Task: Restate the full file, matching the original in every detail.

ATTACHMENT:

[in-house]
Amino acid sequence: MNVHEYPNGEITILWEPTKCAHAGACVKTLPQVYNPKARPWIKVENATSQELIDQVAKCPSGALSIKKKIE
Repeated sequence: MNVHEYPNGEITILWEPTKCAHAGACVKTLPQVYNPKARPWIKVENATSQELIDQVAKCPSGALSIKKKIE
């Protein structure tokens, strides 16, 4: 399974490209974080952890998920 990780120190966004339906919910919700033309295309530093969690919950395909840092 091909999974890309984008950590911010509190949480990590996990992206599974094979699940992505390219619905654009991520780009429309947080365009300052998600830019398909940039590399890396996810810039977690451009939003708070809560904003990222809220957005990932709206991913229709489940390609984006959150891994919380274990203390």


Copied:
[in-house]
Amino acid sequence: MNVHEYPNGEITILWEPTKCAHAGACVKTLPQVYNPKARPWIKVENATSQELIDQVAKCPSGALSIKKKIE
Repeated sequence: MNVHEYPNGEITILWEPTKCAHAGACVKTLPQVYNPKARPWIKVENATSQELIDQVAKCPSGALSIKKKIE
């Protein structure tokens, strides 16, 4: 399974490209974080952890998920 990780120190966004339906919910919700033309295309530093969690919950395909840092 091909999974890309984008950590911010509190949480990590996990992206599974094979699940992505390219619905654009991520780009429309947080365009300052998600830019398909940039590399890396996810810039977690451009939003708070809560904003990222809220957005990932709206991913229709489940390609984006959150891994919380274990203390």